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the law was condemned as affording but too much encouragement to fraud, waste, and a rash spirit of adventure. It was therefore not viewed with favour by one half of the nation. Yet with the other half it was still more approved, and it scarcely could be doubted, when it is considered how much stronger was the sentiment in support of it than that opposed to it, and the extensive patronage it afforded to the executive in the appointment of the numerous commissioners who were to execute it, that the administration would have gained far more by the continuance of the law than by its repeal. The President, however, showed the same indifference to patronage, or rather the same disinclination to possess it, at the expense of what he believed to be the public interest, as in the repeal of the internal taxes, and the abolition of the host of revenue officers which thereby ensued. Those who had favoured the policy asserted no such claims to consistency, but readily concurred in depriving the administration of this source of influence. By the only recorded vote taken in the process of repeal, there were ninety-nine votes in favour of the measure to thirteen against it.

The Bank of the United States afforded him another occasion of testing his sincerity in the principles he professed, and his integrity in adapting his practice to his profession. After having noticed with approbation the extension of the same principle of rotation to the branches, which the law had prescribed in the case of the principal bank, he thought the executive ought not to lend its sanction to any other principle. But, adverting to the disposition manifested by the bank to establish a branch in New Orleans, he reiterates his first objections to the institution in the following strong language :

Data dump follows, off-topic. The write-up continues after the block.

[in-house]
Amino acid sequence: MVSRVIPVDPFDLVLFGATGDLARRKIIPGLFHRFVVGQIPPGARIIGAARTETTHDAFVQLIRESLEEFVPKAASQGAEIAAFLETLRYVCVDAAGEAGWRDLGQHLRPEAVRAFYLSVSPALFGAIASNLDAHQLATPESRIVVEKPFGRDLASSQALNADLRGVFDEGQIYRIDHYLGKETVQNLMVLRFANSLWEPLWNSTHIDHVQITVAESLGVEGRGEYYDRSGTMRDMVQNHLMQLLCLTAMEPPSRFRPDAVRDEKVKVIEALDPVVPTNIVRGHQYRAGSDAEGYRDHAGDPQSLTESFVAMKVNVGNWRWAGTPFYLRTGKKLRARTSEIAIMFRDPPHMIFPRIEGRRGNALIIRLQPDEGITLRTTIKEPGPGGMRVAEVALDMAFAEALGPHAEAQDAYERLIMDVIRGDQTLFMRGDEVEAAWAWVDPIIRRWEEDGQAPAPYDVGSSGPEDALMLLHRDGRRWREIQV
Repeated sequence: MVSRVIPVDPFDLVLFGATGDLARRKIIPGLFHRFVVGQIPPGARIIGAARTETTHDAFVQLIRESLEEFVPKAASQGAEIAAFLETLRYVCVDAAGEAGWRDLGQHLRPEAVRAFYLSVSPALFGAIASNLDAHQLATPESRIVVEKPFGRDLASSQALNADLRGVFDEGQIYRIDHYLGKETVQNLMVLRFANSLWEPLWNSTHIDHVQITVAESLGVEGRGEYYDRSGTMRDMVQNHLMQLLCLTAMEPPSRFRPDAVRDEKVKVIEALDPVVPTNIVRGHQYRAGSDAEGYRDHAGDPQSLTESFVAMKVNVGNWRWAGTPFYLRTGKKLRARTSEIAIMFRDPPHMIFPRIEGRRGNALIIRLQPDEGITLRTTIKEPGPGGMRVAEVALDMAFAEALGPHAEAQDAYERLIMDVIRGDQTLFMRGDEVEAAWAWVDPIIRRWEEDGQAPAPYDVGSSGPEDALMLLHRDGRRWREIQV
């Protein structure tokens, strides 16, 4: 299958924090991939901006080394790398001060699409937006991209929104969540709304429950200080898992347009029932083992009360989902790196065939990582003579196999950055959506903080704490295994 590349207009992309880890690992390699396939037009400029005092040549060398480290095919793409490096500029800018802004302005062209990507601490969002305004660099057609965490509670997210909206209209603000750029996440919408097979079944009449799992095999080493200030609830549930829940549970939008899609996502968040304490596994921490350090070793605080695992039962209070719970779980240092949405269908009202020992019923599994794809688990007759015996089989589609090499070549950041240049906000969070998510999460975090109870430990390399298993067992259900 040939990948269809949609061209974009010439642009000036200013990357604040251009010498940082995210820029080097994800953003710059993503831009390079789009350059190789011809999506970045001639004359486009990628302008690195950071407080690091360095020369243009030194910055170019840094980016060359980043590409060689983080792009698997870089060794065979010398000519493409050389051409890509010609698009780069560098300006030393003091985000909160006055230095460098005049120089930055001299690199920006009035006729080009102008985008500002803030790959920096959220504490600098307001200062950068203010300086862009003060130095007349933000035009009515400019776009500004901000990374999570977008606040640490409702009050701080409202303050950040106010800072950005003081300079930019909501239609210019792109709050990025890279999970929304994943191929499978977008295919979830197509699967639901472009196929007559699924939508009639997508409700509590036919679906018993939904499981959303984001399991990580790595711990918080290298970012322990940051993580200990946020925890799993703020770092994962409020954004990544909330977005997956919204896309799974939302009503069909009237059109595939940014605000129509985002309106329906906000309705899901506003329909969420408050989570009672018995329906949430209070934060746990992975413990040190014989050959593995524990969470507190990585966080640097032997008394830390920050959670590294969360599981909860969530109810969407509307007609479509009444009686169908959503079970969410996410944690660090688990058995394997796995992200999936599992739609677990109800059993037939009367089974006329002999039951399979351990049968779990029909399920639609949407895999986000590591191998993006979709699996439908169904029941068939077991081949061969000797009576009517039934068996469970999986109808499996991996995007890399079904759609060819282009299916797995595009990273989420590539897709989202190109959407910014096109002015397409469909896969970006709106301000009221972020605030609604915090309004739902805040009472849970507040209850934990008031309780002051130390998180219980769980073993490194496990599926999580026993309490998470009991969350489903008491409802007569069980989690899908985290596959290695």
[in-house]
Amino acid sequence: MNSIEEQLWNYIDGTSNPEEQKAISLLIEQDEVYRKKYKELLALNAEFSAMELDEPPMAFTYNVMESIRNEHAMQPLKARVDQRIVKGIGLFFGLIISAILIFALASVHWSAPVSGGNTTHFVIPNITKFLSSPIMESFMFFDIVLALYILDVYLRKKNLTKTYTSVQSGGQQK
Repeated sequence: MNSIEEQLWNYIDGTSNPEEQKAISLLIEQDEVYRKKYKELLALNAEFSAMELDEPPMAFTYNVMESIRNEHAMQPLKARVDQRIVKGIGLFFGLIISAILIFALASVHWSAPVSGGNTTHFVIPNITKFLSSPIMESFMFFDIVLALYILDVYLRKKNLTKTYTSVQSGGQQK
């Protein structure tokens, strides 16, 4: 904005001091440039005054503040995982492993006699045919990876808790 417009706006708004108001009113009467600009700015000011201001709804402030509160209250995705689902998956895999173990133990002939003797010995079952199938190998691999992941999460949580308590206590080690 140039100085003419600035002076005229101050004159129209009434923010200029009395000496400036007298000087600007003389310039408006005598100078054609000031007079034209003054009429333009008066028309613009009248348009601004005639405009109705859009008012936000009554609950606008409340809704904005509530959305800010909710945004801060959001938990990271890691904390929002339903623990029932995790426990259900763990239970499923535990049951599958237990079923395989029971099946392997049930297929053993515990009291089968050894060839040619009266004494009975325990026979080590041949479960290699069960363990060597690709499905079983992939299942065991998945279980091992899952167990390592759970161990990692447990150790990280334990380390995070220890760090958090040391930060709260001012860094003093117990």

“ This institution is one of the most deadly hostility existing against the principles and form of our constitution.


The nation is, at this time, so strong and united in its sen: timents, that it cannot be shaken at this moment. But suppose a series of untoward events should occur, sufficient to bring into doubt the competency of a republican government to meet a crisis of great danger, or to unhinge the confidence of the people in the public functionaries ; an institution like this, penetrating by its branches every part of the Union, acting by command and in phalanx, may,

in critical moment, upset the government. I deem no government safe, which is under the vassalage of any self-constituted authorities, or any other authority than that of the nation, or its regular functionaries. What an obstruction could not this bank of the United States, with all its branch banks, be in time of war? It might dictate to us the peace we should accept, or withdraw its aids. Ought we then to give further growth to an institution so powerful, so hostile?”

lii, 1 These general considerations are then followed by cogent arguments ad hominem.